Time management is a misnomer and a myth. The truth is I don’t – I cannot – manage time. It is time that manages me. Time is a most precious gift. I must treat it as such – lovingly and respectfully.
I know what time it is at any time of the day or night. At any place in the world and in the sky. In any language of the human race. I spent $ 45 B last year and bought more than 750 million watches to tell me this. I can look at the watch on my wrist that I bought with some spare change at $ 4 M or the one I got for an almost give-away price of $ 0.01. I could look at my inseparable companion, the mobile phone. If I couldn’t afford that, I could look up at the clock on the railway station or the bus station. If neither was available nearby, I could always ask a passer by.
I have no problem to know what time it is. But my problem is I don’t know what time is.
I see that time is with me all the time. I get to keep its company for 40-90 years. Maybe.
A quartz watch uses the vibrations of a quartz crystal to count time. Time uses the beats of my heart-muscle to count my life span. I’ve been allotted a definite but unknown number of heart-beats, a number most likely in the 1- 4 billion range before time discards my company. During this period, time proves to be nothing but a best friend and a beneficial company.
Time heals and educates me in the way only it can. It heals my physical injuries. It morphs my likes and dislikes. In doing so it heals my mental hurts too. When I do pay attention to it, it clears up my thinking process and makes me a tad wiser.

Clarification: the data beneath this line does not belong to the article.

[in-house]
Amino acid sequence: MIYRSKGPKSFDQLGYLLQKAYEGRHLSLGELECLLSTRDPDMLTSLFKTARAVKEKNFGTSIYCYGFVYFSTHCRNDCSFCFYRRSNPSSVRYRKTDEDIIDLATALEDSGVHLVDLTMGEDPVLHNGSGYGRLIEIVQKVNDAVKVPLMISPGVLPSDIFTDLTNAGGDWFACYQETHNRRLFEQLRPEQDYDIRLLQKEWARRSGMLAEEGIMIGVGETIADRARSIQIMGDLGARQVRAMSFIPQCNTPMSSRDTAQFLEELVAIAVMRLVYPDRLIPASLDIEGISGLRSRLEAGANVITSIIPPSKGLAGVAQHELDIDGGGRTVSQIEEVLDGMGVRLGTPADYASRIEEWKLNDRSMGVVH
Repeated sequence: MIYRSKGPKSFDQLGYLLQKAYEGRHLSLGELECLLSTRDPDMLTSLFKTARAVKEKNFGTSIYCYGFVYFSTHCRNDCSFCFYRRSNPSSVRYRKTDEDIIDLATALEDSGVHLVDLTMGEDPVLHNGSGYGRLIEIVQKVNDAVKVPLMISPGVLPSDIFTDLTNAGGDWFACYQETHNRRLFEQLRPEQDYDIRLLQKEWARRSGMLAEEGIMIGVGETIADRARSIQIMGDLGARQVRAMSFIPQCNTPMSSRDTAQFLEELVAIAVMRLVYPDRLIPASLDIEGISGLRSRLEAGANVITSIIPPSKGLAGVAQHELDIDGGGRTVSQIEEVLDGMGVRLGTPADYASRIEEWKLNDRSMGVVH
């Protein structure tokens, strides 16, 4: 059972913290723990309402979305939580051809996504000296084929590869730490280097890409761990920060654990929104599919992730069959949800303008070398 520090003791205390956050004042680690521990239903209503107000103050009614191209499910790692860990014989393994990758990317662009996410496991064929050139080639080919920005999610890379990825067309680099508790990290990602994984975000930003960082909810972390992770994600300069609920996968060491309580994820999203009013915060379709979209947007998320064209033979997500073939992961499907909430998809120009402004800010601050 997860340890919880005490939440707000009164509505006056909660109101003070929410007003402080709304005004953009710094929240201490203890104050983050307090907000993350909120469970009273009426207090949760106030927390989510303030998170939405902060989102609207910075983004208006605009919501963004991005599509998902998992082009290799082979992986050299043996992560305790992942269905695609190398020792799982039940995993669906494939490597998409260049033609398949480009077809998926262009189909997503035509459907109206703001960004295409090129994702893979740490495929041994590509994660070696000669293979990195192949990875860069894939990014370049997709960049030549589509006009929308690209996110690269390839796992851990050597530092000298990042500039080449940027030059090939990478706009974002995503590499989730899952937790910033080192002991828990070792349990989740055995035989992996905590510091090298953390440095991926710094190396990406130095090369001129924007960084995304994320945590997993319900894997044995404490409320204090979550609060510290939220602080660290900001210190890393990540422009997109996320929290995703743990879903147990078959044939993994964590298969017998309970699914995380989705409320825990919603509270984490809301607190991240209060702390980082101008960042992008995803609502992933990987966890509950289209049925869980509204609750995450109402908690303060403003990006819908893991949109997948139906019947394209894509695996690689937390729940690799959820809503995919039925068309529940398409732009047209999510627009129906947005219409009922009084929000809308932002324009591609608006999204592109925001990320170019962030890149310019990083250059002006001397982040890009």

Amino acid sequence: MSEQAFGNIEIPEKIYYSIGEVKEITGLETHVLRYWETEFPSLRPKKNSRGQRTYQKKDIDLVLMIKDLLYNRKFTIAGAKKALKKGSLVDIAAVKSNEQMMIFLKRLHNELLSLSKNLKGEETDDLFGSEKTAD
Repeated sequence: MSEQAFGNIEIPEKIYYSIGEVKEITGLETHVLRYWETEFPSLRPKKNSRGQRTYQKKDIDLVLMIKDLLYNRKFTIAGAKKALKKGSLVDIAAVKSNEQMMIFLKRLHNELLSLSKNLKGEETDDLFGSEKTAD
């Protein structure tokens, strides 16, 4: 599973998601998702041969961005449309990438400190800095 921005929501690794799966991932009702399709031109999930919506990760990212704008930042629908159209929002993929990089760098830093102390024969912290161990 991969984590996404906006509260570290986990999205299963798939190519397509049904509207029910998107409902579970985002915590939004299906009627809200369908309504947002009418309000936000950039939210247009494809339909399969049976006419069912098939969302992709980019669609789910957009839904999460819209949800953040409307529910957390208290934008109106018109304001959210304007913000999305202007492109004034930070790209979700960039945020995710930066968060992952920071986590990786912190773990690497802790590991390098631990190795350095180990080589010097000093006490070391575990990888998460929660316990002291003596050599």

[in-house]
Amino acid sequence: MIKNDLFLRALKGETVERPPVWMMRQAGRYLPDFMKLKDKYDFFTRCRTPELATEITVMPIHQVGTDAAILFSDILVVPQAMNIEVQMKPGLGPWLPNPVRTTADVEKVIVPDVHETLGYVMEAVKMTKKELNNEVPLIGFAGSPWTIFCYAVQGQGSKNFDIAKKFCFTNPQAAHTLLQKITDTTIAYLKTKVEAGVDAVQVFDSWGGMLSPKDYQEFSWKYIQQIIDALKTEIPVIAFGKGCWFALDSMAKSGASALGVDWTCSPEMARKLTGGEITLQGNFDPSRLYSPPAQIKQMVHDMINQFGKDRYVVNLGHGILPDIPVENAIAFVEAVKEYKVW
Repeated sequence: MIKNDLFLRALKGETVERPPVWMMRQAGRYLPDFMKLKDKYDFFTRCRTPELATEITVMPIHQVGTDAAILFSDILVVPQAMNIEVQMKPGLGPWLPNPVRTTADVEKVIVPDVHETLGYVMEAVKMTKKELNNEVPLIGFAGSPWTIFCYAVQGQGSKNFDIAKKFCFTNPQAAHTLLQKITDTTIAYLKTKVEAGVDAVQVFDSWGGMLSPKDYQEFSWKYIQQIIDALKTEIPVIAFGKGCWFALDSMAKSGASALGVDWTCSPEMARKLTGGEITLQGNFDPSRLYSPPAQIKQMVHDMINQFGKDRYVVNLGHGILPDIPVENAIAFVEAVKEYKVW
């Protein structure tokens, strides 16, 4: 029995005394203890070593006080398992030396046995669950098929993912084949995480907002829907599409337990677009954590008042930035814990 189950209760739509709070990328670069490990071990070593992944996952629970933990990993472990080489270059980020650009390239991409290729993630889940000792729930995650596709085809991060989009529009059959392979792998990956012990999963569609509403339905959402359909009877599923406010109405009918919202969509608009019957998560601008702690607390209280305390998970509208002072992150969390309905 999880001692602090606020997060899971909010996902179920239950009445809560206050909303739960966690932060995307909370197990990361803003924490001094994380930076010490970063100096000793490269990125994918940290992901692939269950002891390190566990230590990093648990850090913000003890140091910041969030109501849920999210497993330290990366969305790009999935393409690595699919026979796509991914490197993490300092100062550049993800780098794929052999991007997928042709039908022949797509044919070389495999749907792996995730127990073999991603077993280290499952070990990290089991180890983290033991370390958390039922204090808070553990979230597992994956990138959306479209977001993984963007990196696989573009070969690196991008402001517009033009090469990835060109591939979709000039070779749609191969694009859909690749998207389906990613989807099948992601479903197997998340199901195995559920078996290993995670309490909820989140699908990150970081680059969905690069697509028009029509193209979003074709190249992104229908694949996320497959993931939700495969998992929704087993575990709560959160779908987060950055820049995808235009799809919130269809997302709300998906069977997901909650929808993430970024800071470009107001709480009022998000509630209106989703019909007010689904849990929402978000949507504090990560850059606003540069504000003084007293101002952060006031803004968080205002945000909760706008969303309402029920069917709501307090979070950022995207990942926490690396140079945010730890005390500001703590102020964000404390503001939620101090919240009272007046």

Time makes sure the blood circulates through my body once about every minute. Being a stern task master, it allows a maximum of only 3-5 minutes delay in blood supply to my brain. Every organ in my body is time-regulated in its interaction with one another.
I really do have a built-in clock that is “tikking and tokking” in the company of time.
[Source] Credit: Wikimedia Commons.
This built-in biological clock runs a 24 hour cycle. It is not made of cogs and wheels but is a dance symphony of interacting molecules in cells throughout my body. It provides a rhythm, the circadian rhythm, for the healthy functioning of my body, mind and behavior pattern. It determines how well I sleep, how healthy my appetite is, how aptly my hormones are made, how smoothly my cells regenerate, how well I maintain my body temperature, how well I cope with jet-lag and whether I feel depressed or cheerful. The symphony conductor is the suprachiasmatic nucleus (SCN), a group of nerve cells in my hypothalamus, just above the optic nerves in my brain. The circadian rhythm is a fantastically nimble dance of time that not only do I get to enjoy but animals, plants, microbes and fungi also do. For more on circadian rhythm read here here.